I’m supposed to be writing blog posts about this journey we’ve been on in dealing with his cancer, but it’s challenging me to relive the memories. I promise I’ll have a decent post updating you before the end of the month.

My husband George with his beloved bike. He says it’s as much fun now as it was when he was a kid. Go, George!

In the meantime, I view each day as a miracle. It gives life a whole new perspective. I’ve also been reflecting on where we’ve been, where we’re at now, and where we’re going. Maybe I’m crazy or maybe I’m in denial, but I remain ever hopeful and thankful that George is active and making the most of each day. He’s pretty incredible and quite inspiring!

What are you up to? Getting ready for the holidays? Do you enjoy children’s stories? Do you have children or grandkids who bring joy and laughter to your life? I’d love to hear what’s happening in your neck of the woods. 

 

Posted in Authorly Stuff, family, Writing, YouTube Video | Tagged , , , , , | 6 Comments

Mom’s Scary Prank

Hello everyone! Today I have a Slice of Life – True Story to share with you. I recorded it so you can get the full effects, but for those who can’t watch the video, the text is below.

I finally received a photo a couple weeks ago of this freaky fake feline. Would this creature scare you if someone pranked you with it?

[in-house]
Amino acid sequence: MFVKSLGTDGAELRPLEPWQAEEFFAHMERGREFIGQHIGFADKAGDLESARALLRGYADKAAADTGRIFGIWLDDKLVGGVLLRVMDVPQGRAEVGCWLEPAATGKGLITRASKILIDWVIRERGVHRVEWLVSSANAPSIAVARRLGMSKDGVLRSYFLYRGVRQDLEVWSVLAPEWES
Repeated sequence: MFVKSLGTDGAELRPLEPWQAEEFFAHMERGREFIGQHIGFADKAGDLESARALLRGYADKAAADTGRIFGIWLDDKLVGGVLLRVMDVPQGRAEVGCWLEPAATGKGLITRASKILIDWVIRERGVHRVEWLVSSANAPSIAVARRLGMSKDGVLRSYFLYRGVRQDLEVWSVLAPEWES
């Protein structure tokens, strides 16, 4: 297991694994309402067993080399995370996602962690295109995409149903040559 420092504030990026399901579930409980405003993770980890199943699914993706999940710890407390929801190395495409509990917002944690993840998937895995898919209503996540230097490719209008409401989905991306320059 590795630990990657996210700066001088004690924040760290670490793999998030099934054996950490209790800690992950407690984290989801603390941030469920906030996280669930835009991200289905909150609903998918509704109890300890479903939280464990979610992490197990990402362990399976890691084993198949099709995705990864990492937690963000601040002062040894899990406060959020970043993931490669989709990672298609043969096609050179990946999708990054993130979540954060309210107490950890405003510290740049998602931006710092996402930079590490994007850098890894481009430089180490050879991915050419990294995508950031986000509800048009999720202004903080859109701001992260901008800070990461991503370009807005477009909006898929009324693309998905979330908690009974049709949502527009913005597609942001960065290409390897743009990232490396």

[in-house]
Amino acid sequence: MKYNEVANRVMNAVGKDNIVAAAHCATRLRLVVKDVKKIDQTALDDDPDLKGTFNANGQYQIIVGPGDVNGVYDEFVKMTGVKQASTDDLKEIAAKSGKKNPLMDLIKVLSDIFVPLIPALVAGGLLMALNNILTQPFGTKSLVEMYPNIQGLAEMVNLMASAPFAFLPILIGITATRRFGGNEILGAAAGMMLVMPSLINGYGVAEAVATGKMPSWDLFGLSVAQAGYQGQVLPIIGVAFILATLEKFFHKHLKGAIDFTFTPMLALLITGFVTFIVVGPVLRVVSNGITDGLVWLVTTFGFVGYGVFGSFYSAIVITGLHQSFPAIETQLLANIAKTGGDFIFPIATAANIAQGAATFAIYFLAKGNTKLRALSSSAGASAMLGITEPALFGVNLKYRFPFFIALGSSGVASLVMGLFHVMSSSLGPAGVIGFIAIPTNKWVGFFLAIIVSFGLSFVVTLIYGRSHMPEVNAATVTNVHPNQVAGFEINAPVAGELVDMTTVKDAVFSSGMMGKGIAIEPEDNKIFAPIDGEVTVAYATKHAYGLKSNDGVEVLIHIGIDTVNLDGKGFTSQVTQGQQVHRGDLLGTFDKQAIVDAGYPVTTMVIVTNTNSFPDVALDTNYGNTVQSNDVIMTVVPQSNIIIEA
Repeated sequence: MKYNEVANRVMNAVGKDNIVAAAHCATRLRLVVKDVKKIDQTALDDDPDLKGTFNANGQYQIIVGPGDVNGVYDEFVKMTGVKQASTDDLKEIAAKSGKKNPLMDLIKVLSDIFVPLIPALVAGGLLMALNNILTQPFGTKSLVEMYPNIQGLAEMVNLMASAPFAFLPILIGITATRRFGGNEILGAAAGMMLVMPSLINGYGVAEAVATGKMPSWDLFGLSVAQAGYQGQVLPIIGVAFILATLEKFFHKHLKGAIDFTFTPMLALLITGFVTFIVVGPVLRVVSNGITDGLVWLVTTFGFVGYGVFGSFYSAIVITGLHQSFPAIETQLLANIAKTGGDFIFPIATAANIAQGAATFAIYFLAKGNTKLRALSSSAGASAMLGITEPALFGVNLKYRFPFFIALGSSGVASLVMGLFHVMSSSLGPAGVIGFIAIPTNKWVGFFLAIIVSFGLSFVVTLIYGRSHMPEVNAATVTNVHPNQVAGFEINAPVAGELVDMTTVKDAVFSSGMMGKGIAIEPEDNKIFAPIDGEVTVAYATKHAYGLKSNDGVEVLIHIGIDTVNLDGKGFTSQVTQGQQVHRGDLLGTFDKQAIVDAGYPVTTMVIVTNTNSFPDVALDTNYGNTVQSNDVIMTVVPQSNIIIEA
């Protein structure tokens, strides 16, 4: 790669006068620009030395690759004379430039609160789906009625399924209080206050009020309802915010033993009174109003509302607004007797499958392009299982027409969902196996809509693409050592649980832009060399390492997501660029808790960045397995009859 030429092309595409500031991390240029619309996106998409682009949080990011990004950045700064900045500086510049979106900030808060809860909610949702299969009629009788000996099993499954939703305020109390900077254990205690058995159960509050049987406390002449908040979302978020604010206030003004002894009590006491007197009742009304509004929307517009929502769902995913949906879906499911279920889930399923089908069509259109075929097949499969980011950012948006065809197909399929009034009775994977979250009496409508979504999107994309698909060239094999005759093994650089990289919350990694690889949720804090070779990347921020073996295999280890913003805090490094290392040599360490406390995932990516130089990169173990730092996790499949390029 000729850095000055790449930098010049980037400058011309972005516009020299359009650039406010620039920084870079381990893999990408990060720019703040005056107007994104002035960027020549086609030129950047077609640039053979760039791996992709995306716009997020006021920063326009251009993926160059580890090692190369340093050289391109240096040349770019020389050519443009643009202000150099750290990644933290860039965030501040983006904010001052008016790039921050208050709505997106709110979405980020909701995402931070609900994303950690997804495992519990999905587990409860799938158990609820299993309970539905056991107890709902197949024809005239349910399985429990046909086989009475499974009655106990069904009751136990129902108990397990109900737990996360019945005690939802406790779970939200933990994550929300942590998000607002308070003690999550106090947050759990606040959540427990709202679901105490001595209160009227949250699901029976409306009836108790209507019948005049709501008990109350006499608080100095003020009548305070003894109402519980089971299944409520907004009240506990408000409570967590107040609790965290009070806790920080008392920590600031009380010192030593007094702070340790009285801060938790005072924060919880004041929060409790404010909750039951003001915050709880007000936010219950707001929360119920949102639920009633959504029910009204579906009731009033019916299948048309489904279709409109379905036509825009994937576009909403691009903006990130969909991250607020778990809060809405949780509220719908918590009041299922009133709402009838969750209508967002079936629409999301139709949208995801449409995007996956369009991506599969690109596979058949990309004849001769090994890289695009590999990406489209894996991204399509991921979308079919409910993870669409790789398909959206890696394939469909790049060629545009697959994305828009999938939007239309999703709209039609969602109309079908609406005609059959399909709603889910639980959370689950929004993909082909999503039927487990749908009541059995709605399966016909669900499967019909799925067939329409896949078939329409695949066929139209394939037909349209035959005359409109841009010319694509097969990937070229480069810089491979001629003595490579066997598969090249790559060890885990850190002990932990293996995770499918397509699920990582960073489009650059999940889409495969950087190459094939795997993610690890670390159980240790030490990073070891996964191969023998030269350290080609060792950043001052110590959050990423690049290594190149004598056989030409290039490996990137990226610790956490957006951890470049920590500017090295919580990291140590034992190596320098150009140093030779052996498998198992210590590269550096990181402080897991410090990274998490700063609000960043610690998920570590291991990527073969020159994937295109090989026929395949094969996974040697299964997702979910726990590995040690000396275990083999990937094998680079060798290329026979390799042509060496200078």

I bugged my sister Cindy for about three years to send me a picture of this scary cat her neighbor Shelly uses for a Halloween prop and to prank her friends with. Being a prankster herself, Cindy didn’t fall for it.

However, she did borrow it to pull a few pranks of her own.

Cindy put the cat in her daughter’s room. Bella, then age 13, wasn’t startled at all, but it was still daylight.

So Cindy set the cat on her son Brent’s window sill. By the time the high school jock jetted up the stairs to his room, it was dusk. Next thing, Cindy heard a loud, “Agh!”

Pause.

“Mom, I hate you!”

Cindy giggled, and after the initial shock, Brent being a joker, too, chuckled that Mom got him good.

That was fun, but Cindy wasn’t through with that spooky cat. This time she put it in the master bedroom on her window ledge. With that, she was off to Bella’s dance lesson and forgot all about the freaky cat in her window.

Returning home a couple hours later, she found her husband, Jim, in the rocker-recliner in the family room. Clearly, he was upset about something. “What’s wrong?”

“Cindy, sit down.” He was dead serious. She braced herself for whatever bad news Jim was about to tell her. She noticed a baseball bat in the middle of the room and wondered why it was there.

“What is it? What happened?” she asked.

“Don’t ever do that again.”